Re: non english-speaking countries?
"its quiet possible"
301 posts • joined 23 Jun 2009
"its quiet possible"
"A closed system isn't that much more massive."
And yet, the billionaire aeronautical engineer and Chief Designer who has just successfully launched his own rocket into space, says that it is.
Heh, they must have the ASA enforcing that one.
They are, but they need our help. Everyone, find your nearest East-facing wall, and give it a push.
Gotta love the concept of a free-standing ATM. No need to break into the machine, just nick the whole machine and open it at your leisure. This was done a good many years ago in South Africa, involving an ATM inside the police headquarters of all places. I imagine a couple of guys with yellow jackets walked in and wheeled it out without anyone asking any questions.
Why does the car with no controls have wing mirrors?
Yes, I suppose to go with the backup controls in case of manual intervention, but I would have expected little cameras or something rather than the big old sticking out cycle-slappers.
If the self-driving car can't stop in the time it takes to detect a kid popping out from behind a parked car and apply the brakes, neither can a human driver even with lightning reflexes.
1) Humans might be able to see the kid through the windows of the parked car. So could the G-car sensors.
2) Humans might anticipate the kid before he was a threat and slow down. G-car could do the same in software.
The trouble with the elderly-neighbour-as-a-service model is that they're good individually for local forecasts, but weaken considerably at national forecasting. Then of course there is the rising cost associated with maintaining aging hardware.
Oh alright then, I'LL click the corrections button.
I didn't get the roller coaster thing at first, then realised Tesla headquarters is in Palo Alto, just south of San Fransisco. The hills out there are insane enough (think any 1980s movie with a cop car chase flying over the tops of hills) that roller coaster would be entirely apt.
To avoid card clash, you'd better make sure you don't wear it on the same arm as the Oyster/contactless card that you decided to use at the tube gate instead, or you may be charged twice/on the wrong card.
If you wear it on your left arm to avoid the above, make sure you don't accidentally go too close to the card reader of the tube gate to the left of the one you are going through, or you might end up paying for the chap next to you too.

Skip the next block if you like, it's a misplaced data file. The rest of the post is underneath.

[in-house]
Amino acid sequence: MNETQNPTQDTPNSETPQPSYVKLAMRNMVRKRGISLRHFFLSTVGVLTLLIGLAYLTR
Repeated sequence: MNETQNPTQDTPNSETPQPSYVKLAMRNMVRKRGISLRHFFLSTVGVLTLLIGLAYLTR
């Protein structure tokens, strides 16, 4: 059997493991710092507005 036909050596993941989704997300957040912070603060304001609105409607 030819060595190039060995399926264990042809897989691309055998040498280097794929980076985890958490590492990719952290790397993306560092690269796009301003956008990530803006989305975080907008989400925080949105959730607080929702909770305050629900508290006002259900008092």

Being able to understand what all those permissions actually mean, I suspect you are in the minority. For the majority the logic goes, more or less, "if I say No it won't install, so I guess the answer is Yes". The noble idea of app permissions is flawed by not being able to revoke them individually at install time or afterwards.
Krebson says that most European cash machines are only accepting chip & PIN, and banks issue cards with magstripes for compatibility with the rest of the world (mainly USA it would seem).
Maybe banks should start issuing cards without magstripes, for use at home and in Europe, with an option to order a duplicate with a magstripe if you want to travel beyond.
In the mean time, as long as you're sure that cash machines don't need the magstripe, you could just wave your bank card over the back of a speaker magnet so it wipes the magstripe content.
That wouldn't stop someone from going into their phone menu and manually choosing to connect to a different network.
Unfortunately it is also easy for people selling email addresses to simply remove everything from the '+' to the '@' sign in a gmail.com address.
Just like the studies which tell us the large proportion of people who use easy-to-guess PINs, I would be interested to find out what proportion of people using swipe unlocks are using simple easy-to-guess swipes (like a straight line in some direction, or an L shape or something). Although there are lots of potential swipe shapes, I wonder how many are almost never used because people favour a simple across-and-up pattern.
Why can't NASA have cool footage like that for their launches? Instead of, or in addition to, the usual long distance point and tilt perspective, seeing the launch vehicle whizz by would make it interesting again.
There are a few credit cards that don't charge a fee for foreign denominated purchases. Two that I know of are the Post Office Mastercard and Halifax Clarity card. I have the Post Office card primarily for holiday use and the occasional offshore purchase. They charge the "centre" rate, and no additional fee.
There used to be one or two debit cards that also charged no fee (e.g. Nationwide Flexaccount), but as far as I know none are left - they all now charge, typically around 2-3%.
A good place to find out which cards are best (and worst) to use is to look for "holiday spending" on the MoneySavingExpert website.
A problem that robots will always have is that they (or their operators) do not have a reasonable claim to self-defence. If police officers go in and get shot at, they can reasonably shoot back to defend their lives. If a robot gets shot at, they have no "life" as such to defend, so they (or their operators) are less likely to shoot back unless they become aware of an actual threat to a life. The robot is mainly going to end up being used for reconnaissance, trying to talk the guy down, or at best a tasering. Taser vs bullets, I'd bet on the bullets.
Apple has over $100 billion in reserves, and about 363 stores worldwide as at January 2012 (apparently). If each door cost $100000 to replace, and you smashed the doors of every store, every day of the year, and they were able to replace them every day too, and they didn't notice this rather obvious pattern of misfortune, and didn't post a few security guards to stop it, it would still take 7.5 years to bankrupt the company. That doesn't take into account additional cash they raise through sales over those 7.5 years.
That is how much money they have.
It's funny that they should suffer scalability problems; according to Wikipedia, "bamboos are some of the fastest-growing plants in the world".